The World Bank has downgraded the Indian economy’s growth forecast as sharp falls in the country’s automobile and real estate sales flagged the short-term impact of recalling India’s two most-used bank notes.
The Washington-based financial institution predicted India’s economy would grow by a “still robust” 7% in the fiscal year to March 2017 – a 0.6% drop from its earlier forecast but still the fastest rate of any major economy in the world.
It attributes the fall to November’s decision to recall all 1,000 and 500 rupee currency bills from circulation, a surprise demonetisation move intended to weed out untaxed wealth, hasten the digitisation of India’s economy and disrupt terrorist and other criminal networks.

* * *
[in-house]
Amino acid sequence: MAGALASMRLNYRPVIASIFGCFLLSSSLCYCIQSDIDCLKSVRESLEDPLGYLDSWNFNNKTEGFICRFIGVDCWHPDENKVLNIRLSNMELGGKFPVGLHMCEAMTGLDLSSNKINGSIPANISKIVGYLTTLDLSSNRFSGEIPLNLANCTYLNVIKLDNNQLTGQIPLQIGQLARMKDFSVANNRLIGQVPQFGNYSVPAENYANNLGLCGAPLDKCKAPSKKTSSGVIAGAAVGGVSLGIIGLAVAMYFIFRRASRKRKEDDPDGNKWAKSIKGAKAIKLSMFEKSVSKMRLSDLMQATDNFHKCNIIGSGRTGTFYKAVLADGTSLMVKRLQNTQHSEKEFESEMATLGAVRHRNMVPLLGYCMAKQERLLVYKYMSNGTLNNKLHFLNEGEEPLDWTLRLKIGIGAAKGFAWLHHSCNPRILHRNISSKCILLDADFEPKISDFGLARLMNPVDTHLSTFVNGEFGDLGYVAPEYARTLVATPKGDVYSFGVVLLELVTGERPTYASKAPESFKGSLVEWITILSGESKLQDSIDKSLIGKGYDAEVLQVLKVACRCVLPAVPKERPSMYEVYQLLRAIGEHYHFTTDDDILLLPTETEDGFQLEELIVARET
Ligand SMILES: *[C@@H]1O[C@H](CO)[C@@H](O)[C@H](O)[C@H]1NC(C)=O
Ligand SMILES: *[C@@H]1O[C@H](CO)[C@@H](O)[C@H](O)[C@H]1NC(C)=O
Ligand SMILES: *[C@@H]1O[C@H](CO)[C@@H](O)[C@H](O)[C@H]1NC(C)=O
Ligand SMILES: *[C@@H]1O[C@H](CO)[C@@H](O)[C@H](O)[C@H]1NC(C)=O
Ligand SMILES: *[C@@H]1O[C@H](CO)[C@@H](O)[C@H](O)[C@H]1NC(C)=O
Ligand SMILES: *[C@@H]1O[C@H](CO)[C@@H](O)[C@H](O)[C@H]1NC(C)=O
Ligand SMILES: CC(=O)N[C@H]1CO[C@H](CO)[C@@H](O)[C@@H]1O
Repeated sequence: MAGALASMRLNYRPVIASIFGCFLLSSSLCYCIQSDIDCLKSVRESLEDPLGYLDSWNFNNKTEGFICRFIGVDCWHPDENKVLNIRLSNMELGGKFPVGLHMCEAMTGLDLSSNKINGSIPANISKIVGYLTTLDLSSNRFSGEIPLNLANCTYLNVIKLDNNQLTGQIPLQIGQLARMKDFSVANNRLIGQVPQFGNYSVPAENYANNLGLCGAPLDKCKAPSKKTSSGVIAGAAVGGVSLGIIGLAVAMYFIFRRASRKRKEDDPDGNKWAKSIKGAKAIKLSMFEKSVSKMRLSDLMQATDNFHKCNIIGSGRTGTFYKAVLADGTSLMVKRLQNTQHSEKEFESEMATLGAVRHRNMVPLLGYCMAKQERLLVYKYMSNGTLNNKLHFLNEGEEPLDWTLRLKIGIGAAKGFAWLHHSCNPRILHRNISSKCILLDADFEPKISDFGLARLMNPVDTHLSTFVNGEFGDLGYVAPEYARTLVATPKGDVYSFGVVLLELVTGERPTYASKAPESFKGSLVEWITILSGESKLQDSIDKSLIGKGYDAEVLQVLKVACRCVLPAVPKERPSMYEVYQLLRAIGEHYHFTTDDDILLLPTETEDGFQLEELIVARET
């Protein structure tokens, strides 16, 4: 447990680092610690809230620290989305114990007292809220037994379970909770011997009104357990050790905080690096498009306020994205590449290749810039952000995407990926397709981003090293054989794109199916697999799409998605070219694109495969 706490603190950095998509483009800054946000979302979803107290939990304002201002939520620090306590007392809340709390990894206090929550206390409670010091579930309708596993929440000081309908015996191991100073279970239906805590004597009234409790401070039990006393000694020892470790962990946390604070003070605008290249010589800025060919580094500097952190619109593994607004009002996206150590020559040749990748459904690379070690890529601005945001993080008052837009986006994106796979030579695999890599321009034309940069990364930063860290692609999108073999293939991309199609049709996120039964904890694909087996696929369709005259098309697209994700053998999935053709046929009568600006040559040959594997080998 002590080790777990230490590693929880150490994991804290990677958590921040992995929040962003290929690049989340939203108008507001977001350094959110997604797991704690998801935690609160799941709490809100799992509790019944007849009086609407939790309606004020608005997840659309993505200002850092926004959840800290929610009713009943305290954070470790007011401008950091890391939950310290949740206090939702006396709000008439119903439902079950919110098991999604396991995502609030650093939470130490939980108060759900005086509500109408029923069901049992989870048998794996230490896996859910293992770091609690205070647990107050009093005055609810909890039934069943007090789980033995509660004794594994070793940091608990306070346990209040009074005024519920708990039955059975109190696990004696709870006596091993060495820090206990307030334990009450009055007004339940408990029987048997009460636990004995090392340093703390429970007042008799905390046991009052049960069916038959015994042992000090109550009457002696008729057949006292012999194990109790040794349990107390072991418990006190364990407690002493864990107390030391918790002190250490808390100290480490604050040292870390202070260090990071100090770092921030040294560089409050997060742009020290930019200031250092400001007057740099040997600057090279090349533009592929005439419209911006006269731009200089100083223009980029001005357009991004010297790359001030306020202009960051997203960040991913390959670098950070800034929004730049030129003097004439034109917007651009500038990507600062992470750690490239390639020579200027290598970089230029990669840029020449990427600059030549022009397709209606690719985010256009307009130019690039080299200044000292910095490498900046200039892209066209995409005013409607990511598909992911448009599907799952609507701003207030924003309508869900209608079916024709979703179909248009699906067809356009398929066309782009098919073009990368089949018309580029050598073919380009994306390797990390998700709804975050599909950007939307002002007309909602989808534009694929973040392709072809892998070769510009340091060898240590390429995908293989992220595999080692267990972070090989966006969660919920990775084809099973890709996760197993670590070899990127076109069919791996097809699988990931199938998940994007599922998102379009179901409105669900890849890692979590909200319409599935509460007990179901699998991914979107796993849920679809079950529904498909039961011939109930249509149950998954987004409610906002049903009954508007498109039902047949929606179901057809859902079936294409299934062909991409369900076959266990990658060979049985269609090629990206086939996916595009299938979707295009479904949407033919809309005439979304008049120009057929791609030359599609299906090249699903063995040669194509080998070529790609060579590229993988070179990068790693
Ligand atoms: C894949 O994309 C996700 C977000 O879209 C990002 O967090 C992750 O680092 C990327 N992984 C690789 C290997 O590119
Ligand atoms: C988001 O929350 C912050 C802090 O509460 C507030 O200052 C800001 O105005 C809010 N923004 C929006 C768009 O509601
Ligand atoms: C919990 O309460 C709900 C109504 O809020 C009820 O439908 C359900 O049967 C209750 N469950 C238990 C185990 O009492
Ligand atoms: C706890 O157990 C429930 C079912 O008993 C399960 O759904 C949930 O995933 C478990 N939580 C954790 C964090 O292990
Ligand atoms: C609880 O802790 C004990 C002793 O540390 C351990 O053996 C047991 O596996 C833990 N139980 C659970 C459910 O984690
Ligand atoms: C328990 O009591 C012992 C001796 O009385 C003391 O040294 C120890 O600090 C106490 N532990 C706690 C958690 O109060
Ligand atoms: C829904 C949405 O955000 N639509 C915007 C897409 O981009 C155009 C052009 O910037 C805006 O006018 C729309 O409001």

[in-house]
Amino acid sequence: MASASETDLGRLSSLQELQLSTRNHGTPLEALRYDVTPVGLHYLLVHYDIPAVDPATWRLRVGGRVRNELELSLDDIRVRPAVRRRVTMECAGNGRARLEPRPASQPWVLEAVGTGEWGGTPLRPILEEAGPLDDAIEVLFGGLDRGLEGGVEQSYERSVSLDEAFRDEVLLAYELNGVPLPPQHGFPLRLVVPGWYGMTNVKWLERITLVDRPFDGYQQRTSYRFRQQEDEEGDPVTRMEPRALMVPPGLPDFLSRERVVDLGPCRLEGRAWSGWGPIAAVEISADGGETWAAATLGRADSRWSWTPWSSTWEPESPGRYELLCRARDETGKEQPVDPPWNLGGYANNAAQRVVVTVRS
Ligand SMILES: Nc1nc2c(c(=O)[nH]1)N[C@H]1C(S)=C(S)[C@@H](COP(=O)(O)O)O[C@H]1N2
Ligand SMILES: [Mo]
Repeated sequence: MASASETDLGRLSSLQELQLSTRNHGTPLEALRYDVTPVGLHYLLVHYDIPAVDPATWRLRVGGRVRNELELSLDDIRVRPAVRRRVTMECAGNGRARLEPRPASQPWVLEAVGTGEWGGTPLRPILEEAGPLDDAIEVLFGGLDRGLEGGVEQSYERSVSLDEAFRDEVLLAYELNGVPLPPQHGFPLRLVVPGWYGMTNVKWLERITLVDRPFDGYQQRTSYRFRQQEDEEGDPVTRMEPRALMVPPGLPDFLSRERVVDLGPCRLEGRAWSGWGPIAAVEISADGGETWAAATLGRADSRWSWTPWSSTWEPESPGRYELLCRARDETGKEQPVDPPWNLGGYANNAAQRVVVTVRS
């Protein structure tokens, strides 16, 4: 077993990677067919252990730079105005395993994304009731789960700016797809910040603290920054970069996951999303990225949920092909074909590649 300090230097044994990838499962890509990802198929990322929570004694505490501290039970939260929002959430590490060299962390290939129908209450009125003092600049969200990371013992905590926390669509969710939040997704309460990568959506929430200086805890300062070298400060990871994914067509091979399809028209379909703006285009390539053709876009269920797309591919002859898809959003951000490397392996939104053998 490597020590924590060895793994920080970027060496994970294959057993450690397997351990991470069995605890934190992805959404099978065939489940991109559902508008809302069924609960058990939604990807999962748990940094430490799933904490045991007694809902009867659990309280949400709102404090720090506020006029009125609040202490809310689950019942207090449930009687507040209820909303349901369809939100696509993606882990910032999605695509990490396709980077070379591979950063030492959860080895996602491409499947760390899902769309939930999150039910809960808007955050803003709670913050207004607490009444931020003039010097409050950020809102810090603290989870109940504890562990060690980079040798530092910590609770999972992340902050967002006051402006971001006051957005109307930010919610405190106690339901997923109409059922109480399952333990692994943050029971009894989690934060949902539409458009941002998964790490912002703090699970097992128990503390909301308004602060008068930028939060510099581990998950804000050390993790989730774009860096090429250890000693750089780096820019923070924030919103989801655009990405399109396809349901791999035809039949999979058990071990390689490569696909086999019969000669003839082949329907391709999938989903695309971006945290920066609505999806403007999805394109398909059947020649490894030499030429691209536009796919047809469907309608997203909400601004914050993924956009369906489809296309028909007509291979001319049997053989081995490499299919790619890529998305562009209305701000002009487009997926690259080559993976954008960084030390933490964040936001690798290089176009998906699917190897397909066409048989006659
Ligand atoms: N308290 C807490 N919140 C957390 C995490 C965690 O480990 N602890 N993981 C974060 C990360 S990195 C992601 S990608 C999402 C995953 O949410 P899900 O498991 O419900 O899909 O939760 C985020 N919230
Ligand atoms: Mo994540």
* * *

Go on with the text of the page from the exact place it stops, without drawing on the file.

“Continued tailwinds from low oil prices and solid agricultural output [were] partly offset by challenges associated with the withdrawal of a large volume of currency in circulation and subsequent replacement with new notes,” the World Bank said on Wednesday.
Demonetisation has suffocated the vast informal economy, which employs up to 80% of Indians, but the World Bank said the impact of the policy was likely to be short term. “India is expected to regain its momentum, with growth rising to 7.6% in fiscal year 2018-19 and strengthening to 7.8% in fiscal year 2019-20,” the bank said.
via The Guardian 
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